In 1871 a mathematician called Augustus De Morgan died. De Morgan made a puzzling statement about his age. Can you discover which year De Morgan was born in?

Can you make a cycle of pairs that add to make a square number using all the numbers in the box below, once and once only?

Find another number that is one short of a square number and when you double it and add 1, the result is also a square number.

Look at the squares in this problem. What does the next square look like? I draw a square with 81 little squares inside it. How long and how wide is my square?

One block is needed to make an up-and-down staircase, with one step up and one step down. How many blocks would be needed to build an up-and-down staircase with 5 steps up and 5 steps down?

Can you use this information to work out Charlie's house number?

Mrs Morgan, the class's teacher, pinned numbers onto the backs of three children. Use the information to find out what the three numbers were.

Add the sum of the squares of four numbers between 10 and 20 to the sum of the squares of three numbers less than 6 to make the square of another, larger, number.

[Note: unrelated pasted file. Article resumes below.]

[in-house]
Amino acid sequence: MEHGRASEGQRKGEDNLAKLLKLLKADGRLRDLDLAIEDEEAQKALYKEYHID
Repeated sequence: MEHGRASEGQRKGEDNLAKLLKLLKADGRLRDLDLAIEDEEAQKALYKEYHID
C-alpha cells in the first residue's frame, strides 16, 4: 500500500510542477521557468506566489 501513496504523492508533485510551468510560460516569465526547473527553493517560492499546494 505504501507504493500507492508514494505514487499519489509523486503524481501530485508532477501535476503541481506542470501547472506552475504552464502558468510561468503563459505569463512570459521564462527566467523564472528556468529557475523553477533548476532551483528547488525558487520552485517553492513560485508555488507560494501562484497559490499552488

Can you make square numbers by adding two prime numbers together?

This activity creates an opportunity to explore all kinds of number-related patterns.

Use cubes to continue making the numbers from 7 to 20. Are they sticks, rectangles or squares?

The discs for this game are kept in a flat square box with a square hole for each. Use the information to find out how many discs of each colour there are in the box.

Does a graph of the triangular numbers cross a graph of the six times table? If so, where? Will a graph of the square numbers cross the times table too?

These squares have been made from Cuisenaire rods. Can you describe the pattern? What would the next square look like?

Cut differently-sized square corners from a square piece of paper to make boxes without lids. Do they all have the same volume?

Are these statements always true, sometimes true or never true?

Complete the magic square using the numbers 1 to 25 once each. Each row, column and diagonal adds up to 65.

Think of a number, square it and subtract your starting number. Is the number youâ€™re left with odd or even? How do the images help to explain this?

Imagine a pyramid which is built in square layers of small cubes. If we number the cubes from the top, starting with 1, can you picture which cubes are directly below this first cube?

Each light in this interactivity turns on according to a rule. What happens when you enter different numbers? Can you find the smallest number that lights up all four lights?